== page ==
Ever wonder why there are so few product-based companies, and so many service-based ones? It’s all about cash flow. The images below illustrate this, but they need some explanation.
If you’ve got bright ideas of building a product and making lots of money, think again… There’s a long pipeline from product development to big piles of sweaty cash. First, you have to build the product. Nobody’s paying you to do that. It’s your nickel, pal. And you can spend as much time as you like. But then comes marketing and promotion. Get it out there for the world to see – but still more time without pay. And then, when they find your product, you’ve got to sell it and collect your reward. It can take months or years. And it can be exhausting. See the stages below.
Want cash quick? That’s why there are many more service-based companies in the world. In that model, you can find a client and begin invoicing them after the first thirty days. The path to that stack of sweaty cash is much shorter. But, the stacks are smaller. And, you tend to live on them so they never accumulate. Lose a client, and you’ll have to start over. Even this model has it’s risks.
So which model suits you? Got the time of invest and wait for the “big” payoff? Or, do you prefer earning as you go along? There are plenty of advantages to both, and only you can decide what’s right for you. Hopefully, this short post will help in your decision-making process.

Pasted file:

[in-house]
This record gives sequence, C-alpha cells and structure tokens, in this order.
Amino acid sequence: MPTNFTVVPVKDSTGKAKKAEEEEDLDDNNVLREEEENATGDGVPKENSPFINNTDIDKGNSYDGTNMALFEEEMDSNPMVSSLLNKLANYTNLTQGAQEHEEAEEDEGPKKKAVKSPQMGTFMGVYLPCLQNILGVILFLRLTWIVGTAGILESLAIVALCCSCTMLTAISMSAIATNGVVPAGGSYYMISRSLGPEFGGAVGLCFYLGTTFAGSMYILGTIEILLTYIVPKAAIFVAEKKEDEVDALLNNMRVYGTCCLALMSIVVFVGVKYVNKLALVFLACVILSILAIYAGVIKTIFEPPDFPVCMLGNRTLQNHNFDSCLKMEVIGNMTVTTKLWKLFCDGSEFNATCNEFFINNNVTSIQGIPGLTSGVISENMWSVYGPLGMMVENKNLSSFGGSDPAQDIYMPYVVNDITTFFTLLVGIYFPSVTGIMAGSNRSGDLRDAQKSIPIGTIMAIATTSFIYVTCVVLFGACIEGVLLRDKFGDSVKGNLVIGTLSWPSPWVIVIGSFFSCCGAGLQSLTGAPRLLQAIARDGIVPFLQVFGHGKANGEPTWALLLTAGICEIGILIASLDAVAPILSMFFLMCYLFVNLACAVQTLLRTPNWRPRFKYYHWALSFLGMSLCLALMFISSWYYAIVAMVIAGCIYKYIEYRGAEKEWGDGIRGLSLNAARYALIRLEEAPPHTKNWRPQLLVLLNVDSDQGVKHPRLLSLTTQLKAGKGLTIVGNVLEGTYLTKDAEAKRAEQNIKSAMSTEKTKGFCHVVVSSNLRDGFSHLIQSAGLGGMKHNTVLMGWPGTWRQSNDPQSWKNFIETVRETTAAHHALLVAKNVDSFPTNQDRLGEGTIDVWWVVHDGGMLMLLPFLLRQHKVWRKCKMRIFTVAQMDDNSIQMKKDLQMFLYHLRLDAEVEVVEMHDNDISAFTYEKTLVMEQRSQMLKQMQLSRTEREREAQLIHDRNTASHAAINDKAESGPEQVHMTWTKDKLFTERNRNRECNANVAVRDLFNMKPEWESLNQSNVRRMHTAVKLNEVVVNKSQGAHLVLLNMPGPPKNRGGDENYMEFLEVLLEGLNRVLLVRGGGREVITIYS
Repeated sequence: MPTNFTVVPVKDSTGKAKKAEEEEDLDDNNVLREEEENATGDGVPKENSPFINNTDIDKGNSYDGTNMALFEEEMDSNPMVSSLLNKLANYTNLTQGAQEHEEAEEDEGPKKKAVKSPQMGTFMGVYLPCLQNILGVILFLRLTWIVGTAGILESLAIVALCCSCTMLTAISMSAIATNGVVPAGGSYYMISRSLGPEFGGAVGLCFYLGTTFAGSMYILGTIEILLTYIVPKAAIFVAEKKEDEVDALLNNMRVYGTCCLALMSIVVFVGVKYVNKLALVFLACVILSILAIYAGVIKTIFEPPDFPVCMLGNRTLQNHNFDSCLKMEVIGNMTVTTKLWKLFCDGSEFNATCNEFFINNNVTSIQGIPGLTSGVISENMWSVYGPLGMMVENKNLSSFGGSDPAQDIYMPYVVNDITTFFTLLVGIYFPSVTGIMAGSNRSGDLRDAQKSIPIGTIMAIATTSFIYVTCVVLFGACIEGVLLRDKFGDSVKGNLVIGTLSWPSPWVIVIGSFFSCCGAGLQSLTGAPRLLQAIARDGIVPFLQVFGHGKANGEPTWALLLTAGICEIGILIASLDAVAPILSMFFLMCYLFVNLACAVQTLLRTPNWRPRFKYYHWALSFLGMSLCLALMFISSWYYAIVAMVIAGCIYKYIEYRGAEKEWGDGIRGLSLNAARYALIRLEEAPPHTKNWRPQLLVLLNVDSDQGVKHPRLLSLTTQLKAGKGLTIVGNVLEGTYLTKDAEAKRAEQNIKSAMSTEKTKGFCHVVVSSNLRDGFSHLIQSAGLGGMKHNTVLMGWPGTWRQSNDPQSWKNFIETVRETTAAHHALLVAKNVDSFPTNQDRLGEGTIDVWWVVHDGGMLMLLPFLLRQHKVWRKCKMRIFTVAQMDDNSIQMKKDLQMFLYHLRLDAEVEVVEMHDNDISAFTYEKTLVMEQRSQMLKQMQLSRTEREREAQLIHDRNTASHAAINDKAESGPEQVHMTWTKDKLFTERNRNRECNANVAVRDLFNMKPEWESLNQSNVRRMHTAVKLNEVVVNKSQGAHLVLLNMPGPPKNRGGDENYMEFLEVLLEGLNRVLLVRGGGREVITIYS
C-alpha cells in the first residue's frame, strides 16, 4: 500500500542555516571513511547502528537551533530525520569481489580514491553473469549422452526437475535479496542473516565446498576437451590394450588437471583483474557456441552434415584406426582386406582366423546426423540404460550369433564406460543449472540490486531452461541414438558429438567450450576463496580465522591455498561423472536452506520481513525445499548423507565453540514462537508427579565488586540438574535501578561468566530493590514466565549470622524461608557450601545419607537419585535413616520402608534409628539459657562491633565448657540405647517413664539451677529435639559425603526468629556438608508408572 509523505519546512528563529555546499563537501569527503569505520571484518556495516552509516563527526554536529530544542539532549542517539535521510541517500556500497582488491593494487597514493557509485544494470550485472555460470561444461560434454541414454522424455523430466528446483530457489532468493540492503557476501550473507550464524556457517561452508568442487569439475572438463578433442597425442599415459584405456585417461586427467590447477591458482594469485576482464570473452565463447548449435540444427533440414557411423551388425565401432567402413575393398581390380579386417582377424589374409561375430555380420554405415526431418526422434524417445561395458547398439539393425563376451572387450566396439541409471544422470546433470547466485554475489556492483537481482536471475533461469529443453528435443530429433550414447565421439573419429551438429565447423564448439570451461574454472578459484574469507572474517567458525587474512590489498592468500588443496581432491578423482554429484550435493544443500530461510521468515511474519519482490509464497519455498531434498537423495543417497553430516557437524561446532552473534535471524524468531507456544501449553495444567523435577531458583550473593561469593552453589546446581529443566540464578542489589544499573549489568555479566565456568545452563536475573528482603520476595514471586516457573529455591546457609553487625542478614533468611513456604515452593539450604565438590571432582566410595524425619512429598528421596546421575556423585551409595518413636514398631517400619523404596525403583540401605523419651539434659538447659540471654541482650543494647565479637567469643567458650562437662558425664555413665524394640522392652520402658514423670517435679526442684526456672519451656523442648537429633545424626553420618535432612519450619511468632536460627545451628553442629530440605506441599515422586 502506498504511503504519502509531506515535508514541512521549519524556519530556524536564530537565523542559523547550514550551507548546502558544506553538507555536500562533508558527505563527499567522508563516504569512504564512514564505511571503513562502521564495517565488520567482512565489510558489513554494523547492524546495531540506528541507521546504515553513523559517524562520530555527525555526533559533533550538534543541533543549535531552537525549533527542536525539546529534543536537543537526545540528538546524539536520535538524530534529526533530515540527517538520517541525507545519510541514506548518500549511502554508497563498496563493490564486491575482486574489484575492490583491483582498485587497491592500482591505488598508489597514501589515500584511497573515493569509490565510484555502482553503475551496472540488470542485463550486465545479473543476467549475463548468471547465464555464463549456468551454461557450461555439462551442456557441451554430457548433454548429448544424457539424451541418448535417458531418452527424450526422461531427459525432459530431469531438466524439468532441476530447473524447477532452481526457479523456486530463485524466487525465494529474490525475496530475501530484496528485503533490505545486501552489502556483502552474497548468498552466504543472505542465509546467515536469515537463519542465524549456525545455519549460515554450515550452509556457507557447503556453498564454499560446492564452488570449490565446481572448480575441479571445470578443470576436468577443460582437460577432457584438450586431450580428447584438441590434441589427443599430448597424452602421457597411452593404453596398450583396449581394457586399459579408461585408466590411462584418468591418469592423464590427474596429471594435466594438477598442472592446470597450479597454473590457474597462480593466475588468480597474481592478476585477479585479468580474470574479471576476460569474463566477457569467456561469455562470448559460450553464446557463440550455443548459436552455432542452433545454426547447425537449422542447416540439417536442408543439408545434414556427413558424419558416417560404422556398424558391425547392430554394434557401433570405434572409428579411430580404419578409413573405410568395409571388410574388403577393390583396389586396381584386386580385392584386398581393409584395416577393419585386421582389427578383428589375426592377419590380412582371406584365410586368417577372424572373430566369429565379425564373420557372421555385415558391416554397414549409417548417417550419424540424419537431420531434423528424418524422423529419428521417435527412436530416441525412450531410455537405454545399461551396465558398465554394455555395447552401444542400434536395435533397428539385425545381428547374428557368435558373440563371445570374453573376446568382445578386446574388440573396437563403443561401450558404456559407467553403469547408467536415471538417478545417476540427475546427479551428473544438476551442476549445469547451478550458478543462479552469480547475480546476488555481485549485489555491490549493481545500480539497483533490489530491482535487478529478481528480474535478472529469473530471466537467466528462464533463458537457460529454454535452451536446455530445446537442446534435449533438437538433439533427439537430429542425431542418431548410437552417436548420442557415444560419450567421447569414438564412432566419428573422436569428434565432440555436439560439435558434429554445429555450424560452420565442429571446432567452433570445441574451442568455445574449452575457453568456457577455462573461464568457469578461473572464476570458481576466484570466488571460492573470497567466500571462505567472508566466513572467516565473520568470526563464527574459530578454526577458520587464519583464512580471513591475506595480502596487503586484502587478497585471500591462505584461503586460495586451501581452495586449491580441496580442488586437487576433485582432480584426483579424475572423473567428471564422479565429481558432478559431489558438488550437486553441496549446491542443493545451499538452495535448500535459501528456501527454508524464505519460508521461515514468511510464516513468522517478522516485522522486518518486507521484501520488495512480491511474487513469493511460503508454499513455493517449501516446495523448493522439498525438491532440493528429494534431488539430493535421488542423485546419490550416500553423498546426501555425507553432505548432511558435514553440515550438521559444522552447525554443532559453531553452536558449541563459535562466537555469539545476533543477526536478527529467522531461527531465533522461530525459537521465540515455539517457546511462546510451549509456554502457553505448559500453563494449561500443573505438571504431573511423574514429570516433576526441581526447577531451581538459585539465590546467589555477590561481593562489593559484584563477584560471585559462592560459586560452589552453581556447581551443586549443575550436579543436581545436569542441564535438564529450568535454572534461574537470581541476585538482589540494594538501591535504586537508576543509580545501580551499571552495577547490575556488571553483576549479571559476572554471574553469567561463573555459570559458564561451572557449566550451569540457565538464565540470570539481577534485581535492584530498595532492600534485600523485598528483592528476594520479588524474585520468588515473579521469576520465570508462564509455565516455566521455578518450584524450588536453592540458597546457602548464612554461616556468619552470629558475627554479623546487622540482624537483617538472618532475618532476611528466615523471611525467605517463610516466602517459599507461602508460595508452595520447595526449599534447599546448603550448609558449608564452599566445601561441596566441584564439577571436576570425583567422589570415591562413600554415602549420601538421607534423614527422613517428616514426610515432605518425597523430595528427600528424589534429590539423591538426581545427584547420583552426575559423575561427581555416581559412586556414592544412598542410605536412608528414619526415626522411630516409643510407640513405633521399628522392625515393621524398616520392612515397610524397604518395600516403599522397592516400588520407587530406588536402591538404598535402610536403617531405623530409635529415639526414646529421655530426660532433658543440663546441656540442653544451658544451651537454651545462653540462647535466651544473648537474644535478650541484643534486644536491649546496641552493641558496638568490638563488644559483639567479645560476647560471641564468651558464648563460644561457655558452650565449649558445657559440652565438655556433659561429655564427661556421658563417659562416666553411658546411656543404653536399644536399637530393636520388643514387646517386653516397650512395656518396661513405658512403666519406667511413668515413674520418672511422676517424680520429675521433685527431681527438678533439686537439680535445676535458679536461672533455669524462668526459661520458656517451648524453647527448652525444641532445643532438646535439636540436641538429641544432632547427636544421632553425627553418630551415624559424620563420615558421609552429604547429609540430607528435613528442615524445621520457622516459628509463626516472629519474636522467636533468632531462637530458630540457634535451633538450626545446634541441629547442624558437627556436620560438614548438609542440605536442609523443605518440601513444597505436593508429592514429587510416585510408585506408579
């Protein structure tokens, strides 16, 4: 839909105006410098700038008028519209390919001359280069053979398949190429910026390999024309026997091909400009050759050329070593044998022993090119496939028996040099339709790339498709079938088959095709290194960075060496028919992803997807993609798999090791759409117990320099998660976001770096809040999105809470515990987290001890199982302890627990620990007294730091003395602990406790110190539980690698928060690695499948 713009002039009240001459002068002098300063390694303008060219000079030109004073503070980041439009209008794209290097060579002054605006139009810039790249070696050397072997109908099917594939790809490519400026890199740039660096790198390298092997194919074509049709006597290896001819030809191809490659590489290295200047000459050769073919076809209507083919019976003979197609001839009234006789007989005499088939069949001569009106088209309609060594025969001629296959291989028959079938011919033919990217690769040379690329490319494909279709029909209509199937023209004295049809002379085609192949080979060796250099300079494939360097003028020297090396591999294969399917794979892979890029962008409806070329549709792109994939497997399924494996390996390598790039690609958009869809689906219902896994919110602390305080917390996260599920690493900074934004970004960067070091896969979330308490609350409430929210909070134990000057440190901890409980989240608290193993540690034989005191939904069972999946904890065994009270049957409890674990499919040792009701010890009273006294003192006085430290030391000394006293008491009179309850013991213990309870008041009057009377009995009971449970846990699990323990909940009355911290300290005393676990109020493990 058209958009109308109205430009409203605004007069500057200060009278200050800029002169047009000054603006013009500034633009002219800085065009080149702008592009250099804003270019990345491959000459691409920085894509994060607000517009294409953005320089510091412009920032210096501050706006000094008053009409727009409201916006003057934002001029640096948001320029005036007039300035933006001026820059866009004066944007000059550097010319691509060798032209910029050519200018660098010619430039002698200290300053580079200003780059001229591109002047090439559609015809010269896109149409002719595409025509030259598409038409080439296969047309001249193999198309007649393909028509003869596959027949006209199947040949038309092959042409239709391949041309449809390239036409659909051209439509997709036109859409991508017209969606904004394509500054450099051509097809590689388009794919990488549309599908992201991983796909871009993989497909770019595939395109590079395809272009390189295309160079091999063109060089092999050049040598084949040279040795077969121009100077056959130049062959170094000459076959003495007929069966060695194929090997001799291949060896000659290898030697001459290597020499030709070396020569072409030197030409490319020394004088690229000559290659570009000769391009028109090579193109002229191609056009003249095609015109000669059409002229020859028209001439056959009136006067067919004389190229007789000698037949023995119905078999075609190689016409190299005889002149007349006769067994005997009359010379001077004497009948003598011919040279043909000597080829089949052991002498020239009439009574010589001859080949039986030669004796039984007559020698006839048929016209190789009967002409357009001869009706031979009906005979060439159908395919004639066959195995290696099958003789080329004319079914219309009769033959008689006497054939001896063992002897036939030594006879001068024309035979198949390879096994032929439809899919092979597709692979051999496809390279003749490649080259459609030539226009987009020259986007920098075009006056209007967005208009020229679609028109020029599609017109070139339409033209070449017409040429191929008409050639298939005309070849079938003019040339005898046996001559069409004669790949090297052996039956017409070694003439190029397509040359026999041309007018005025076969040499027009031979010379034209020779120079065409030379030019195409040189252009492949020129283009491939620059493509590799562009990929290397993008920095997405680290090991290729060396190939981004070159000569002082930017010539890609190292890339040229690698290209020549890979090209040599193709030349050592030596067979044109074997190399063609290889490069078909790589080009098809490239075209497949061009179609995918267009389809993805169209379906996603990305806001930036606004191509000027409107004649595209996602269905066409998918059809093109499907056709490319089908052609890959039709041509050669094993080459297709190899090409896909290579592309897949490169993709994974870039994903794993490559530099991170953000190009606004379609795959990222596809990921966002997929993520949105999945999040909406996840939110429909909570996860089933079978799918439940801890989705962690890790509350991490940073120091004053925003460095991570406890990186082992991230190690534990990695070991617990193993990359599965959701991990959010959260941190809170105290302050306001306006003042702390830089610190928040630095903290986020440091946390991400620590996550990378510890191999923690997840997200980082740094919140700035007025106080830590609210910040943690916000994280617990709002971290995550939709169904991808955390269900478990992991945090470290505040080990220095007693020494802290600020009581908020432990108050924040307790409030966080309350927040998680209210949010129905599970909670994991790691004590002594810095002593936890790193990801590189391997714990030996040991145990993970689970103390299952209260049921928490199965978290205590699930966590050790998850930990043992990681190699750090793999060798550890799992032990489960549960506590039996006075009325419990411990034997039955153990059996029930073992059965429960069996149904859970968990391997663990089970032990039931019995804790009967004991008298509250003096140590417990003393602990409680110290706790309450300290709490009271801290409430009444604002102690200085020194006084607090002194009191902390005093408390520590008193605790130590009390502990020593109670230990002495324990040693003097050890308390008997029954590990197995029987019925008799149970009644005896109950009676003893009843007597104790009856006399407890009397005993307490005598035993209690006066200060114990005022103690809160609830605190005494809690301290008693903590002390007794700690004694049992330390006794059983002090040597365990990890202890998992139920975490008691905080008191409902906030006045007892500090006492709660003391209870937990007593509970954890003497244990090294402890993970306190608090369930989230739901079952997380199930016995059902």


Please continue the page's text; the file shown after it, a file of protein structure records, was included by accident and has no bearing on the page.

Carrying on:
One Reply to “The Long Product Pipeline”
The world isn’t black and white. There are many companies, especially small ones which take whatever life brings. This usually means having those models mixed.
You base at least partially on regular service-based income and you try to exploit the chance for a big shot with the product whenever possible.
Another thing with the product-based scenario is timeframe. Depending on type and size of the application and target market the timeframe can differ much.
And there’s of course web which changes product model into service model. When you deliver you application in SaaS or S+S model it’s no longer product-based when you consider it income-wise. On the other hand internally you still have to focus on the product. And this trend will be stronger over time.
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